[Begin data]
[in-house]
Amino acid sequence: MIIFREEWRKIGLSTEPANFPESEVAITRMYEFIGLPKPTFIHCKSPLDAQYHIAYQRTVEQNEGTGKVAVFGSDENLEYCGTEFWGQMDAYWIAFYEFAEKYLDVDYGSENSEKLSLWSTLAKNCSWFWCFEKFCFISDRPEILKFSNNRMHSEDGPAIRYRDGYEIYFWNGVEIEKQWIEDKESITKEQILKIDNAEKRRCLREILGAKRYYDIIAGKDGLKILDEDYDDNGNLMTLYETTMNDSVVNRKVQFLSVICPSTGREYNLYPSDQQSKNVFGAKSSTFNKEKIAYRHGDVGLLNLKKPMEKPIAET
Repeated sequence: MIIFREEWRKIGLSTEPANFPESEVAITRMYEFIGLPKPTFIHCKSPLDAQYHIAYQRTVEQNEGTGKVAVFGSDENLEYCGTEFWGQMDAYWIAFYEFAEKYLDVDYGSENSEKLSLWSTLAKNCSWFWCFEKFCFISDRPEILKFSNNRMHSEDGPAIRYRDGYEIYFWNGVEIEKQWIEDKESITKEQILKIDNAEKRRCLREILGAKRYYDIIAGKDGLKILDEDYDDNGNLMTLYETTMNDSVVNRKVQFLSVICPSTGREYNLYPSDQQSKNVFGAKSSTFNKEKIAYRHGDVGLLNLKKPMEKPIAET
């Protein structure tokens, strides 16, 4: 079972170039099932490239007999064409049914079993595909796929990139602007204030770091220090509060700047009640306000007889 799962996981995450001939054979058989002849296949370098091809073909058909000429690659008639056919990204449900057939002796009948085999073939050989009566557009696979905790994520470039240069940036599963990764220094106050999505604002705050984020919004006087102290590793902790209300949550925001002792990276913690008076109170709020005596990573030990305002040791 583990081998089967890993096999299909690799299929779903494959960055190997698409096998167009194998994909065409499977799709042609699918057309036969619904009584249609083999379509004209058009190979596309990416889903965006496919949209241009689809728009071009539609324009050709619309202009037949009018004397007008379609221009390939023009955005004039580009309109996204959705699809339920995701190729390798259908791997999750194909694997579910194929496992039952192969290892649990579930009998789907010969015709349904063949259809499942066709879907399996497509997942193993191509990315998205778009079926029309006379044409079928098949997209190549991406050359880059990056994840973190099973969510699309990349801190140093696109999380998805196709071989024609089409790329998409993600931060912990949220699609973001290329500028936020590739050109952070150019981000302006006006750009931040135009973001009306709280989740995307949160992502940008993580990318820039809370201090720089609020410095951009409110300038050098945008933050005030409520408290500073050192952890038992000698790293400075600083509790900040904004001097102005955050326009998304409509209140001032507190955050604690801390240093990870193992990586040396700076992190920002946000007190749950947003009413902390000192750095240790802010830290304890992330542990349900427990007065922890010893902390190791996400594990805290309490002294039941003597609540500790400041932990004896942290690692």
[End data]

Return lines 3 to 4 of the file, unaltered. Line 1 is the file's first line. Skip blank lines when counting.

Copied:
Repeated sequence: MIIFREEWRKIGLSTEPANFPESEVAITRMYEFIGLPKPTFIHCKSPLDAQYHIAYQRTVEQNEGTGKVAVFGSDENLEYCGTEFWGQMDAYWIAFYEFAEKYLDVDYGSENSEKLSLWSTLAKNCSWFWCFEKFCFISDRPEILKFSNNRMHSEDGPAIRYRDGYEIYFWNGVEIEKQWIEDKESITKEQILKIDNAEKRRCLREILGAKRYYDIIAGKDGLKILDEDYDDNGNLMTLYETTMNDSVVNRKVQFLSVICPSTGREYNLYPSDQQSKNVFGAKSSTFNKEKIAYRHGDVGLLNLKKPMEKPIAET
């Protein structure tokens, strides 16, 4: 079972170039099932490239007999064409049914079993595909796929990139602007204030770091220090509060700047009640306000007889 799962996981995450001939054979058989002849296949370098091809073909058909000429690659008639056919990204449900057939002796009948085999073939050989009566557009696979905790994520470039240069940036599963990764220094106050999505604002705050984020919004006087102290590793902790209300949550925001002792990276913690008076109170709020005596990573030990305002040791 583990081998089967890993096999299909690799299929779903494959960055190997698409096998167009194998994909065409499977799709042609699918057309036969619904009584249609083999379509004209058009190979596309990416889903965006496919949209241009689809728009071009539609324009050709619309202009037949009018004397007008379609221009390939023009955005004039580009309109996204959705699809339920995701190729390798259908791997999750194909694997579910194929496992039952192969290892649990579930009998789907010969015709349904063949259809499942066709879907399996497509997942193993191509990315998205778009079926029309006379044409079928098949997209190549991406050359880059990056994840973190099973969510699309990349801190140093696109999380998805196709071989024609089409790329998409993600931060912990949220699609973001290329500028936020590739050109952070150019981000302006006006750009931040135009973001009306709280989740995307949160992502940008993580990318820039809370201090720089609020410095951009409110300038050098945008933050005030409520408290500073050192952890038992000698790293400075600083509790900040904004001097102005955050326009998304409509209140001032507190955050604690801390240093990870193992990586040396700076992190920002946000007190749950947003009413902390000192750095240790802010830290304890992330542990349900427990007065922890010893902390190791996400594990805290309490002294039941003597609540500790400041932990004896942290690692």